2/22/02 Legendary Washington Post reporter and editor Bob Kaiser, co-author of the recent "The News About the News," was interviewed in The Phoenix about the failings of corporate newspaper ethics and said this about Gannett:
The same is true with the Gannett newspapers. You and I could spend the afternoon drawing up a business plan to turn the Gannett newspapers in a different direction and have them try to sell quality in their communities. But they don?t have the people to do that. I genuinely believe that, if I live long enough, I will see the Gannett corporation fail.

And this from someone who's not a legend; just a working stiff who still has ideals.
A note from ex-Gannett reporter Tye Wolfe in the MediaNews columns points out:
"I lasted barely eight months at a Gannett paper in Broome County, NY as a naive 24-year-old unprepared to be so disillusioned by the wasteland that is corporate journalism. Eight months is not a long time, but long enough for me to see how Gannett is failing its readers, its community, and its own staffers ... Perhaps the saddest thing for me was that, in all my time there, not once did I hear anybody talk about the importance of the newspaper serving its community, or of the joy of writing a story that could affect a lot of people for the better."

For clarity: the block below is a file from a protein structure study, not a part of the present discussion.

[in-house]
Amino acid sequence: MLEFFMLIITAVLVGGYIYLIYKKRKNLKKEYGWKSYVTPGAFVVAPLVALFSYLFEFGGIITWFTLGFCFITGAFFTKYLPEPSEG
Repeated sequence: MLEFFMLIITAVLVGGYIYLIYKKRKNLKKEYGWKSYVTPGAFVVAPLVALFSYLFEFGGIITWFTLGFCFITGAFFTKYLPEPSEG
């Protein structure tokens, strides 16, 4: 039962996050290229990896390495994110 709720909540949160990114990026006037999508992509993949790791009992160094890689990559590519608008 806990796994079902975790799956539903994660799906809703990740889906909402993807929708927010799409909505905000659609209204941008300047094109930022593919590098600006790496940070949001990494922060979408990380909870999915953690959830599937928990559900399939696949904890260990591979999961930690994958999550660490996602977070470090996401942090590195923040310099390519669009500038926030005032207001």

2/23/02 Double-dealing ex-MidWeek publisher and Gannett special-projects employee Ken Berry is no longer driving in style. Turns out that under original MidWeek owners RFD Publications, Berry leased a Jaguar and charged it to the company, hiding the expense. The day he left MidWeek for Gannett -- and how did he get there, in retrospect? -- he tossed the keys to the startled receptionist, laughed "It's your problem!" and abandoned the car. Maybe he's now driving one of theose VW bugs with 32 Gannett Advertiser stickers plastered all over them.
2/25/02 Someone's been stealing the Star-Bulletin signs used by kids to sell Sunday papers on the street. This Sunday alone in Kailua, eight vanished.
2/26/02 That Advertiser street-sales guy pictured below in the Kalapawai Market item has quit the Gannett paper and is now selling Star-Bulletins. Seems he didn't like the way he was being treated.
2/27/02 It's official now. The Department of Defense has reopened the bidding process for the Navy News publication a month after announcing it had gone to the Gannett Advertiser. It seems there are questions regarding the ethics of how it was acquired in the first place. Doesn't mean we'll get it, but at least the playing field is leveled, and that's all we ask. It's clear, though, that Ken Berry was a primary reason that Gannett nailed the contract in the first place -- when he was "working" for us -- and that Ken Berry is the primary reason the month-old contract was scuttled. He's managed to go from an asset to a liability at Gannett in a very short time.
NEXT! March 2002
Shifting the Deck Chairs